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Midrash negotiates the two forces whose encounter generates the creative tension of rabbinic culture as a whole–change and tradition. Broadly speaking, midrash attempts to secure the Torah’s centrality amidst shifting social and intellectual circumstances and views.
While midrashic texts and statements can appear illogical and random when taken out of context, they are in fact the products of a holistic system guided primarily by middot (rules of exegesis) within a range of favored genres. The middot, several midrashic genres, and the general tendencies and principles of midrash will be discussed below.
The Role of Torah: Two Views
There are two primary, and at times competing, assumptions about Torah that are at the core of the midrashic enterprise. While scholars tend to doubt the historicity of these schools of thought, tradition holds that second-century figures Rabbi Ishmael and Rabbi Akiba and their respective followers disagree concerning the very nature of Torah.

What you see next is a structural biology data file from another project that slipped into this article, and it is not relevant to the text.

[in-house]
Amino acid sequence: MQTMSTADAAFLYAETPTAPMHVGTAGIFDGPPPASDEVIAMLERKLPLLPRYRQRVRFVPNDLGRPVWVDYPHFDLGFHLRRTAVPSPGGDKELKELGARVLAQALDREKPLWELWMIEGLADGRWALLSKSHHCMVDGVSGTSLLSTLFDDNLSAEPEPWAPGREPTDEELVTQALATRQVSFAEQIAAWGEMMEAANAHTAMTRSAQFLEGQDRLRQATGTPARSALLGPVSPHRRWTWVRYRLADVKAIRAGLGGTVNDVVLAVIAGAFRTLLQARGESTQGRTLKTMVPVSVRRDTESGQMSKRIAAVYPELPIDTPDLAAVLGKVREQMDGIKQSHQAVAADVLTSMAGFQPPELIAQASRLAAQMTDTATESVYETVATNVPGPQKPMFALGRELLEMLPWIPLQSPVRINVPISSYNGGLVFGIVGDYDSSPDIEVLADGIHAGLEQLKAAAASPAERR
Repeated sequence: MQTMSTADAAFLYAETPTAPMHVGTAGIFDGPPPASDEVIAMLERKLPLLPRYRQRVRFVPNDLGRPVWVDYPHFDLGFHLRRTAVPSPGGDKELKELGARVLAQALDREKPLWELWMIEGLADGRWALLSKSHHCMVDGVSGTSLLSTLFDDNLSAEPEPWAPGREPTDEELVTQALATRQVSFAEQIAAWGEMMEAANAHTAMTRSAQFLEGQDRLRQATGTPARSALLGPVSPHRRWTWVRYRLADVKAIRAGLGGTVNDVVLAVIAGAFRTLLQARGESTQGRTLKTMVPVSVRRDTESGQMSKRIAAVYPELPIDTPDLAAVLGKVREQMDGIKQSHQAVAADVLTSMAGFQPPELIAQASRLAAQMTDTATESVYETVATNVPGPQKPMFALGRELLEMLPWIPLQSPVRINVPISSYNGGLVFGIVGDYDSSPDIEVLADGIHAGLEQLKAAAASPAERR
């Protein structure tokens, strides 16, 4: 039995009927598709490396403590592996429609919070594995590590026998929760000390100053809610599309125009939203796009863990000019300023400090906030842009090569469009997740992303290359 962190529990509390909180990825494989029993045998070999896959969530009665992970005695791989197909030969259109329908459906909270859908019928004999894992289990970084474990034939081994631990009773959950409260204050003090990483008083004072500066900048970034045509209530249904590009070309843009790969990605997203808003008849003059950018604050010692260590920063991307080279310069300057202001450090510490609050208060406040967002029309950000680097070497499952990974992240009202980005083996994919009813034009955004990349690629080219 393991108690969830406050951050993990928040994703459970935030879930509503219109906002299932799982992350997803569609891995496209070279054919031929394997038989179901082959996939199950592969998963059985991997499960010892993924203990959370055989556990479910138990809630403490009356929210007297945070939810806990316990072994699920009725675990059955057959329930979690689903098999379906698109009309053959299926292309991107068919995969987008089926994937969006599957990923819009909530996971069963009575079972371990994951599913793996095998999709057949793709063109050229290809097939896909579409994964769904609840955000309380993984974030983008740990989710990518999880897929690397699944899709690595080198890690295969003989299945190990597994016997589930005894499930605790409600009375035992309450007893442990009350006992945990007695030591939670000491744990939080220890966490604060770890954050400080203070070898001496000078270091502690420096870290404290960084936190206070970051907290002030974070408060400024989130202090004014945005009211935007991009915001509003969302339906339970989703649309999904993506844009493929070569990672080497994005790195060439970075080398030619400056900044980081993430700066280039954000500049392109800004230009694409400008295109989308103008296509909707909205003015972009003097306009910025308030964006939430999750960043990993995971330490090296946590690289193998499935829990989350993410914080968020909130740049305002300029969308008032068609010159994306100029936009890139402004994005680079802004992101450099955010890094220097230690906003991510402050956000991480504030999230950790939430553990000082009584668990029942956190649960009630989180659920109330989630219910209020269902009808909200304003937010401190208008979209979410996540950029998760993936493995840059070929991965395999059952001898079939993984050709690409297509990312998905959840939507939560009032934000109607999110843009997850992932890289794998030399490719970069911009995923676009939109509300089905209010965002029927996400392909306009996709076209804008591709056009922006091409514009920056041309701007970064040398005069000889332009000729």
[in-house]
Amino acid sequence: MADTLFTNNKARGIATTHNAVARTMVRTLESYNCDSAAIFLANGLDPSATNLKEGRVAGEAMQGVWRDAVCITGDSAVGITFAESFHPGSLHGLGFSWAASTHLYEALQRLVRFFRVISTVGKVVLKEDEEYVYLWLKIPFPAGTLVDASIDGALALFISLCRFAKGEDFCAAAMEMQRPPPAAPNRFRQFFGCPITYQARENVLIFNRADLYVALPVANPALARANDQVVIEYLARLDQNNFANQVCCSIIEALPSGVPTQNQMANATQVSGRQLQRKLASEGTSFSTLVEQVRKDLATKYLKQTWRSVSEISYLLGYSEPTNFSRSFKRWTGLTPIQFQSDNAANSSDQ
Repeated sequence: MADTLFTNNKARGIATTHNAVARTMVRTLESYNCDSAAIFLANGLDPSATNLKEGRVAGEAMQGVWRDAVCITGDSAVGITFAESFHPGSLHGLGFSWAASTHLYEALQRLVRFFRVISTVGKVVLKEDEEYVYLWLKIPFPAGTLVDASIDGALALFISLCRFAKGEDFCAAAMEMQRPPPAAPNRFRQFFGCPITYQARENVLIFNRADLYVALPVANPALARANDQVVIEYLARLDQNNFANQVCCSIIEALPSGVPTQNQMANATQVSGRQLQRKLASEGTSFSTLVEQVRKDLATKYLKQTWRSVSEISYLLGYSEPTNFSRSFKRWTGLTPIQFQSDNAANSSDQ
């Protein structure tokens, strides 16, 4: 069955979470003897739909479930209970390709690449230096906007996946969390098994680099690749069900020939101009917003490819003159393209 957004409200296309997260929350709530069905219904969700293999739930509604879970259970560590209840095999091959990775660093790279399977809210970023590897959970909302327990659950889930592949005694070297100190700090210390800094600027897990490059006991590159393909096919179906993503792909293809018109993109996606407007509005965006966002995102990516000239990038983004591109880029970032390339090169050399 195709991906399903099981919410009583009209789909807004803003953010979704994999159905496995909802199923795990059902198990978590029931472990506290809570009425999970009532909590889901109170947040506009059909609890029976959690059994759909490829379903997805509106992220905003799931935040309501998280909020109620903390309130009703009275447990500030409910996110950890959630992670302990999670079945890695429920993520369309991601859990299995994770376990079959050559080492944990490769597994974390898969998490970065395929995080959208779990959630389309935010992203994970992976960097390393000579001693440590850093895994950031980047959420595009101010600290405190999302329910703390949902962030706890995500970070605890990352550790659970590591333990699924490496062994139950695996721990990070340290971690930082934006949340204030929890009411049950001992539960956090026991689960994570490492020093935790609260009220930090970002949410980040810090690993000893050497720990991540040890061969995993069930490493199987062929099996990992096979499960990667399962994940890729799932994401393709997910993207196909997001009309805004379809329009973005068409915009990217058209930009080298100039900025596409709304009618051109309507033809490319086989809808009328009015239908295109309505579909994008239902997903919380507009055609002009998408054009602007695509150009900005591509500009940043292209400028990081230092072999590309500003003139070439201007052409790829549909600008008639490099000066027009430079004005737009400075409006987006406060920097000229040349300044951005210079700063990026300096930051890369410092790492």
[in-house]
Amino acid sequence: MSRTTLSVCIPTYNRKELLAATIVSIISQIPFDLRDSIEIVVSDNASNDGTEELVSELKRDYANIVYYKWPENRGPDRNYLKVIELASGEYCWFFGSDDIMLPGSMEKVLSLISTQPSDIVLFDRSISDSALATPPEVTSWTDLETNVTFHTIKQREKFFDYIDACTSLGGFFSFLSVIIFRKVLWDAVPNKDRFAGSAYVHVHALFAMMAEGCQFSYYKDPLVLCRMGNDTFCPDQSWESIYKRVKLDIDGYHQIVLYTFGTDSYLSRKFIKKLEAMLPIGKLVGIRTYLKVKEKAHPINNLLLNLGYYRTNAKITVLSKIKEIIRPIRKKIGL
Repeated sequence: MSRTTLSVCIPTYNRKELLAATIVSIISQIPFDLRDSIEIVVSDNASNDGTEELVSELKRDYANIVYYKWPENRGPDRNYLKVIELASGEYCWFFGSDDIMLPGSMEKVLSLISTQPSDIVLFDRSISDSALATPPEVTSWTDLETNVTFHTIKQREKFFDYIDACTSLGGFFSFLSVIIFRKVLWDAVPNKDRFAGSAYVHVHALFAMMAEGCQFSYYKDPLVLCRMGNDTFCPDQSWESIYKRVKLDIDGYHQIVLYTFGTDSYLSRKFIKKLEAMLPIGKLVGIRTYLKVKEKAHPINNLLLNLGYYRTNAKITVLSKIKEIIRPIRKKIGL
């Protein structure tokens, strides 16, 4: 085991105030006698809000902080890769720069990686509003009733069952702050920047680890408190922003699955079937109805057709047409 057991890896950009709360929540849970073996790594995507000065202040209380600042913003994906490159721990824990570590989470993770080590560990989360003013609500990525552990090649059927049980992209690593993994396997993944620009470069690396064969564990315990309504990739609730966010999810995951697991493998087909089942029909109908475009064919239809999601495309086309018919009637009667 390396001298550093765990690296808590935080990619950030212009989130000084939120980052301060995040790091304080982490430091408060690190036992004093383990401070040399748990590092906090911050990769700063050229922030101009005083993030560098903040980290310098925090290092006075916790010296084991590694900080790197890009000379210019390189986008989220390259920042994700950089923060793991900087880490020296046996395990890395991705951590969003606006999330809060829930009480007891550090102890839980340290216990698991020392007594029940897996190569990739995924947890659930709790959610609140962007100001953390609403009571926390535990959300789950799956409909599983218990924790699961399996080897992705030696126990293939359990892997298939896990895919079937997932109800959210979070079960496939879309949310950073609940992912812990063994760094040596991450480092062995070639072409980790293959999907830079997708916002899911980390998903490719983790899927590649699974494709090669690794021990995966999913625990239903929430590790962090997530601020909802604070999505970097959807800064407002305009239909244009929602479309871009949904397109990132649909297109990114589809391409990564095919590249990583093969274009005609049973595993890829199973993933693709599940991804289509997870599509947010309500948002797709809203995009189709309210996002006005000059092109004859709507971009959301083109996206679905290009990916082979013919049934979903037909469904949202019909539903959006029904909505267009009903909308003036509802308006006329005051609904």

Rabbi Ishmael and his school hold that Torah “speaks in the language of people”–that is, the way that people normally speak–and consequently its interpreters should not make too much of every textual quirk or inconsistency. The Akiban view maintains that the Torah is a perfect composition down to every “jot and tittle”–every tiny letter such as the yod, and every calligraphic flourish, such as the tiny “crowns” that appear on the tops of some letters in a Torah scroll–and that only an improperly trained exegete would mistakenly deem even a letter of Torah, let alone a syntactic or grammatical anomaly, superfluous.
The viewpoints of both Akiba and Ishmael repeat throughout the midrashic canon. Despite the debate over “human” versus “divine” Torah language, Akiba and Ishmael share the vital principle that Torah is the only textual source appropriate for the continuing work of revelation. Even as it reworks, reorganizes, and reconceives Torah in radical ways, midrash grants Torah ultimate authority and endless attention.
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